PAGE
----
Lactose intolerance – it’s in our genes

Approximately every fifth person in Europe and almost all adults in large parts of Asia are not able to digest lactose. This is referred to as lactose intolerance. Actually, lactose intolerance is not a disease, but the natural state in mammals. After weaning, the activity of the digestive enzyme lactase, which splits lactose into the two monosaccharides glucose and galactose, decreases. In adulthood, the lactase activity is often only a small share of the activity in infancy. This is not sufficient to completely digest the lactose which is ingested via milk or dairy products. Unsplit lactose is then fermented by bacteria in the ileum and large intestine. The resulting fermentation products lead to symptoms such as nausea, diarrhoea and abdominal pain. As a consequence, deficiencies can occur which manifest as lassitude, tiredness or depression.

Primary and secondary lactose intolerance

The natural lactase deficiency (primary lactose intolerance) in adulthood is genetically caused and associated with certain genotypes of two polymorphisms (13910-C/T and 22018-G/A) in the regulatory area of the lactase gene (LCT). As known so far, homozygous carriers of the “normal” (wild type) 13910-C/C or 22018-G/G variant develop lactose intolerance, whereas heterozygous carriers of the polymorphisms (13910-C/T or 22018-G/A) only show the corresponding symptoms in stress situations or with intestinal infections. Homozygous carriers of the 13910-T/T or 22018-A/A genotype, however, remain lactose tolerant as adults and do not develop any symptoms. These gene variations actually represent the “mutated” state and especially prevail in population groups which have a long tradition of intensive dairy farming, as is the case for example in Europe.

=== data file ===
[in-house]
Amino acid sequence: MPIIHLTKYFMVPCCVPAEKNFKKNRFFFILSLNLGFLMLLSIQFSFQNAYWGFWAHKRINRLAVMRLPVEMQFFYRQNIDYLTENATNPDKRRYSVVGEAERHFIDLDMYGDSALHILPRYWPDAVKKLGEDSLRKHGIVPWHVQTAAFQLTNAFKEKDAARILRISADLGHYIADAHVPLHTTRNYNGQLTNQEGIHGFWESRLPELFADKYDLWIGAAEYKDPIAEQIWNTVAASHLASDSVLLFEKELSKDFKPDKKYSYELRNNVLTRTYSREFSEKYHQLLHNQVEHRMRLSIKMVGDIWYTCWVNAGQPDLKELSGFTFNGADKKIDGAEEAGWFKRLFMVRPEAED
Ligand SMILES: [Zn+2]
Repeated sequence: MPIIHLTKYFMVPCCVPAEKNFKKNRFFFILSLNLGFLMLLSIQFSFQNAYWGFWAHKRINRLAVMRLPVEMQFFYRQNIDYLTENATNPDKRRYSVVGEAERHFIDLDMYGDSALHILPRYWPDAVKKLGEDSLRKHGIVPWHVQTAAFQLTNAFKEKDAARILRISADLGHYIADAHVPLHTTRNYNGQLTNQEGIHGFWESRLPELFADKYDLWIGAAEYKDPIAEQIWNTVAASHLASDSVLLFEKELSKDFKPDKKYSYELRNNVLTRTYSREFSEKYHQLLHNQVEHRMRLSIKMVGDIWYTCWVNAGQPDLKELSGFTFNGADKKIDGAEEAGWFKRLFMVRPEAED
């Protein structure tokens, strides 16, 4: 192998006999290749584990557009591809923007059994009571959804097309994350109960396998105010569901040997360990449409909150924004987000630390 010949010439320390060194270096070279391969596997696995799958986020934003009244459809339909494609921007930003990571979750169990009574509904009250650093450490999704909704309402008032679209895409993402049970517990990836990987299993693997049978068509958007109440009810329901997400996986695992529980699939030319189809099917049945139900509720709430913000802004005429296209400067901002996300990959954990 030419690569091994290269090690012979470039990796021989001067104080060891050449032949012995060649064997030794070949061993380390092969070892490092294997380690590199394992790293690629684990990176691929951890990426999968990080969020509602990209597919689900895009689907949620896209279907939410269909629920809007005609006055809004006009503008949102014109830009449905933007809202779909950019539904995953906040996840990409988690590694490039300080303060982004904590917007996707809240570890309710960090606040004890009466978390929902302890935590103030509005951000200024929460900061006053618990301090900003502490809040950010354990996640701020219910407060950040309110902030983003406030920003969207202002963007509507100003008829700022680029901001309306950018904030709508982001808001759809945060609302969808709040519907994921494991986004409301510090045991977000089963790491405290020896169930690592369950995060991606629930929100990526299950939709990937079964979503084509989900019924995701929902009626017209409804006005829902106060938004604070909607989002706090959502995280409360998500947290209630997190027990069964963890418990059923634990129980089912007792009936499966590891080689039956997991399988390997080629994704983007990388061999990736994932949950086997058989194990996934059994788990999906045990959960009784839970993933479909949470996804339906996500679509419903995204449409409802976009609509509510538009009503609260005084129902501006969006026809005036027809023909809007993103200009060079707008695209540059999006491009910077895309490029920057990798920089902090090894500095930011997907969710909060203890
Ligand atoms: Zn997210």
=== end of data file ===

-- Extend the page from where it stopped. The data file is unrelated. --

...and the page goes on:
However, lactose intolerance may also occur as a secondary form, often as a result of other gastrointestinal diseases. This acquired (secondary) intolerance is in many cases only temporary. Diagnostic differentiation between primary (life-long) and secondary (temporary) lactose intolerance is necessary to spare patients having to avoid dairy products without any reason for all their lives.

Laboratory diagnostics of lactose intolerance

Classical test procedures such as the H2-breath test or blood sugar test support diagnosis of lactose intolerance, but are not able to distinguish the two forms. Molecular genetic tests however, can differentiate between the two.

The EUROArray Lactose Intolerance Direct allows simple and fast differentiation between the genotypes of the two polymorphisms 13910-C/T and 22018-G/A. The test can be performed directly on pre-treated whole blood, which makes time- and cost-intensive DNA isolation superfluous. In the first analysis step, sections of the regulatory area of the lactase gene in the sample are amplified by polymerase chain reaction (PCR). The PCR products are labelled with a fluorescence dye as they are produced. In the second step, the PCR fragments are incubated with the microarray. The microarray has probes of allele-specific DNA in the form of immobilised round spots which are complementary to the possible sequence variations of the DNA section amplified in the PCR. The binding of a fluorescence-labelled PCR product to the complementary probe is detected by the EUROArrayScanner. The EUROArrayScan software automatically evaluates the pattern of all spot signals and deduces the genotype of the patient.

In this way, a genetic cause of lactose intolerance can be confirmed or excluded with high probability. In the latter case, a (temporary) secondary cause must be taken into consideration if clinical symptoms are present.

Lactose intolerance and milk allergy

Lactose intolerance should not be confused with milk allergy. The latter is based on a misguided immune reaction and the production of IgE antibodies against milk components. Allergy diagnostics based on defined partial allergens (DPA-Dx) help to determine exactly which milk proteins trigger the allergic reaction in the patient (often children). From the results, the physician can deduce whether cross reactions with other food components are to be expected and if boiled milk can possibly be tolerated.


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